Where to get your dog groomed? Open your own grooming shop? Learn from Kathy’s true experience when she goes from a medical career to pet grooming!
From Courthouse to Doghouse
by Dell Arthur, AP Reporter/Stringer, Retired
When Kathy Vetter decided to take a year off from the courthouse, little did she know it would be a life-changing experience. What began as a brief hiatus unexpectedly turned out to be both a career changer and a new adventure.
After college, Vetter spent 25 years working in the mental health field and 18 of those years in the criminal justice system. In addition with her masters’ degree, she also taught two college criminal justice courses
What drew her to specialize in the criminal justice field was the stimulating aspect of the work. The position was challenging, exciting, but most of all dangerous. Her clients included incarcerated convicts and recently paroled who required close supervision. This put her in contact with murderers, rapists, thieves of every sort who for most part were aggressive and whose responses were unpredictable. Finally the stress, energy and constant demands of the job for all those years had reached a burnout point.
It was time to take a second look at what she had committed herself to.
“A lot of factors made me want to take a break. I had to attend a couple of murder trials and it took a lot out of me. It was like the perfect storm and that was when I decided to take a break,” she said.
Reflecting on the past there was a certain excitement in counseling she admitted. But after many years working in the field she felt it was time for a younger generation to take over. The stress had taken its toll. She found trying to help released inmates adjust to the “outside” and find a job was especially difficult. She noted the recidivism rate was over 50 per cent and many of the people she had tried to help returned behind bars. It was then she decided to take a year’s leave and relax and recharge.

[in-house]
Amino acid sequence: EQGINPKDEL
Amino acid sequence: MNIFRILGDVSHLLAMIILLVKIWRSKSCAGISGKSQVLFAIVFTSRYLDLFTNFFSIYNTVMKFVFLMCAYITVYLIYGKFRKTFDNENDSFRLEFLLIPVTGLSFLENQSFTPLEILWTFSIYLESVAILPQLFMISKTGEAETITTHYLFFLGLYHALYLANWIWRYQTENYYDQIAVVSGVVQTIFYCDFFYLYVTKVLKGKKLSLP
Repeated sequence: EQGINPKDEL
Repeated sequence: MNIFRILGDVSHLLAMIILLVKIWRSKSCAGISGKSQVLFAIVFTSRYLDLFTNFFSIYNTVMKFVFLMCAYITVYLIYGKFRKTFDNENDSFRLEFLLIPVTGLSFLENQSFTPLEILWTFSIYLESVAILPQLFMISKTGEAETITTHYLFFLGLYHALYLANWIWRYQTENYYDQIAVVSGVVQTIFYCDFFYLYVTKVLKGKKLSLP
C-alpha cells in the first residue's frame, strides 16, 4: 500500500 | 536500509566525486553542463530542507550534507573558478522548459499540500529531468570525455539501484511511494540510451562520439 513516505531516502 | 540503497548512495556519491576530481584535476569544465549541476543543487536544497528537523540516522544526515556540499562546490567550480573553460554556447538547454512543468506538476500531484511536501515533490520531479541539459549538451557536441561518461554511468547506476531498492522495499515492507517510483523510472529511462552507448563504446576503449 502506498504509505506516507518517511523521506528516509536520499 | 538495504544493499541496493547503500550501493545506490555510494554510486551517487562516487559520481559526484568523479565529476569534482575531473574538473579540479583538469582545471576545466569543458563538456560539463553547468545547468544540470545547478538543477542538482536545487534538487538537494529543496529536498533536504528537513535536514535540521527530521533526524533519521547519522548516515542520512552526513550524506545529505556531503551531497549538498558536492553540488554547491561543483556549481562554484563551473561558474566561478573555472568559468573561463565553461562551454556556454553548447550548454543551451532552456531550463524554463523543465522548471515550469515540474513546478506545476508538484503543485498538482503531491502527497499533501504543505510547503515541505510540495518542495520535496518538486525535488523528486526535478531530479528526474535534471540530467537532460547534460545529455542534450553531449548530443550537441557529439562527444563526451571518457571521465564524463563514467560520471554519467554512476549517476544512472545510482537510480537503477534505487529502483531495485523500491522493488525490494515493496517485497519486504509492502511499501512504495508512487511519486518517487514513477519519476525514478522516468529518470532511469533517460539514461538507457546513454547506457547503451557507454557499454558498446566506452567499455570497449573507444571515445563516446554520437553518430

“It took about four months to wind down. My dad said he hadn’t seen me so calm in years,” she recalled with a warm smile. One of the major helps in her adjustment to a “normal life,” was her two Shih Tzu pups. Vetter had been involved in breeding this line for some time and it was then she came up with the idea of doing something with animals. Now that she found herself “unemployed” she knew she had to do something to make an income. Breeding was a selective process and she wasn’t interested in becoming a “puppy mill!” Her love of animals was too great to do that. Then she came up with the idea of pet grooming.
“I had a friend who was a groomer so I told her what I had in mind. I also thought if I learned grooming I could save a lot of money just on my own two dogs,” she recalled with a laugh.
That, she quickly learned was wishful dreaming!
So began the apprenticeship under her friend. Some junior colleges offer courses in the grooming profession but usually offer only the basic training. There isn’t a state in the union requiring pet groomers to be licensed but that doesn’t subtract from the high quality of professionalism needed to be successful. Apprenticing with a quality groomer teaches the student all aspects of the profession and here Vetter had an advantage.